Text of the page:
Britain to extradite West German accused of sales to Soviets
Oct. 26, 1985
LONDON (AP) _ A West German businessman accused of selling $10.5 million worth of U.S.-made electronic equipment to the Soviet Union will be sent to the United States to stand trial under an extradition order signed Friday.
Bow Street Magistrate Ronald Bartle issued the order against Werner Bruchausen, 47, of Dormant, West Germany.
''I have concluded the charges are not of a political character. Nor do I feel the U.S. authorities are after Bruchausen for any reason other than to face criminal proceedings,'' Bartle said.
''The evidence shows Bruchausen knew that he was wanted by police and the fact he entered England on a false passport indicates he was a fugitive from justice.''
Bruchausen is accused of shipping missile-tracking defense systems to the Soviets by forging export licenses. The court was told a California grand jury had indicted him on 60 counts including fraud, false accounting, deception and attempting to obtain property by deception.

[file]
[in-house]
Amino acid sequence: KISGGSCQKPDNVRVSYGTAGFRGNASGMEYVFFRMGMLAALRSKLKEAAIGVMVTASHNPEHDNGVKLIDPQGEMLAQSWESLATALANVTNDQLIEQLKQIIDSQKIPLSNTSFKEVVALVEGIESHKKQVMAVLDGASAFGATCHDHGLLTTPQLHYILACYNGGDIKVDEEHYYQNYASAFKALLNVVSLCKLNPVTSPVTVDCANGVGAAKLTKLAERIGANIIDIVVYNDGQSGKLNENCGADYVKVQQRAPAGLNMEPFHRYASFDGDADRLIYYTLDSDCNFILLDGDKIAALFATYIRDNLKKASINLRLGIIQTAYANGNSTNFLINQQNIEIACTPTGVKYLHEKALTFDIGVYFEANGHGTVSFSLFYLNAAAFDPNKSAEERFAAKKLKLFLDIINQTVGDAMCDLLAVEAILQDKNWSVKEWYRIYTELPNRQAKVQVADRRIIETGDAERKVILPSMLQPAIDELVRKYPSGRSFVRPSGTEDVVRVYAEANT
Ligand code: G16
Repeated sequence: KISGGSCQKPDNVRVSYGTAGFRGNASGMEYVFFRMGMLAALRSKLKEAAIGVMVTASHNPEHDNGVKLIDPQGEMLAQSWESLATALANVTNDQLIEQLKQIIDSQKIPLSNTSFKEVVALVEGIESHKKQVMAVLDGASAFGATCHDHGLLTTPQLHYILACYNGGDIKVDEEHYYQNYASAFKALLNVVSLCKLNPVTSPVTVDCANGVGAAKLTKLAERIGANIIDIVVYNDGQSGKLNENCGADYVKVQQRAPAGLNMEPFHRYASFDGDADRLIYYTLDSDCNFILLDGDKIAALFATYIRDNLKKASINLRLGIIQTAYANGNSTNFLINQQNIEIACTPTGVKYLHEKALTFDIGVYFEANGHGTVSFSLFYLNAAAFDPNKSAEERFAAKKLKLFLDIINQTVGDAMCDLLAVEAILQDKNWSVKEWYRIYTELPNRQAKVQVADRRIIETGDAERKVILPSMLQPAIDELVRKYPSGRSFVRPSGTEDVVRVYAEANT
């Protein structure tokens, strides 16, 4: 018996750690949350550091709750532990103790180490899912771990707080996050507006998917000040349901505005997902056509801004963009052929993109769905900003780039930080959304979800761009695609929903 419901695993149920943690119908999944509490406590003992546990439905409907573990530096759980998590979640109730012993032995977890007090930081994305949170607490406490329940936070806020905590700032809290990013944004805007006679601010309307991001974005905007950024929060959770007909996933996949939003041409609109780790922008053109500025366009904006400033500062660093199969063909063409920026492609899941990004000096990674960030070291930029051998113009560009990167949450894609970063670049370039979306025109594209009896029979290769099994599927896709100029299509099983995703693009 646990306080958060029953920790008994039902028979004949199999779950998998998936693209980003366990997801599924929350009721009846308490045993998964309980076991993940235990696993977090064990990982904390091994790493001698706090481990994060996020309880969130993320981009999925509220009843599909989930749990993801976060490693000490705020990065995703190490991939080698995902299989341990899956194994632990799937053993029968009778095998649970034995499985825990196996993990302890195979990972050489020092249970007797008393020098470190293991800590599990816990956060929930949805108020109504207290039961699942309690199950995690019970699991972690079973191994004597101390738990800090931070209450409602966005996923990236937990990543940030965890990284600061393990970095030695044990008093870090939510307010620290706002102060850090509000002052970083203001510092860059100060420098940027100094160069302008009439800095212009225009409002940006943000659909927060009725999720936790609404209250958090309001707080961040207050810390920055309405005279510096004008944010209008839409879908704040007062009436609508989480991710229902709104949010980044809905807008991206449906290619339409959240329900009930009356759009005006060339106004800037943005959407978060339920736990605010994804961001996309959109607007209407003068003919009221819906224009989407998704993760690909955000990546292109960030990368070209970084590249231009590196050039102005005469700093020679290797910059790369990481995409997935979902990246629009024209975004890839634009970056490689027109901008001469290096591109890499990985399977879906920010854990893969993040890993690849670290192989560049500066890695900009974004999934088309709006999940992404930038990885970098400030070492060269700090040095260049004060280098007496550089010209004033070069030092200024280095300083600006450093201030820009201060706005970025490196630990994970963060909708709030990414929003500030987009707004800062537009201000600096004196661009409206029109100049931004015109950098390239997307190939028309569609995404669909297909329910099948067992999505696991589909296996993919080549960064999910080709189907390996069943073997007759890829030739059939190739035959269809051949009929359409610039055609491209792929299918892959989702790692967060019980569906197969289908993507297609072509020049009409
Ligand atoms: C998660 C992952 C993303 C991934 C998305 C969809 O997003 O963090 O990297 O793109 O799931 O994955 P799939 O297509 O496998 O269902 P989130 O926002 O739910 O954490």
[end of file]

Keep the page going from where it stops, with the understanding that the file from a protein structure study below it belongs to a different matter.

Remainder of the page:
Bruchausen, who denied the charges, has 15 days to appeal. His attorney, Stephen Sedley, said he would apply for a writ of habeas corpus to block the extradition.
Sedley claimed Bruchausen had become a political pawn in the American embargo against high-technology sales to the Soviets.
Prosecutor Colin Nicholls said Bruchausen purchased the equipment, including monitoring and receiving systems, between January 1977 and June 1980, falsely stating that they were for use in the United States.
He told the court that Bruchausen described the equipment on export licenses as ''meters and other hybrid material,'' but customs officials discovered the illegal exports when one of the bags of sand used for packing around the equipment split open.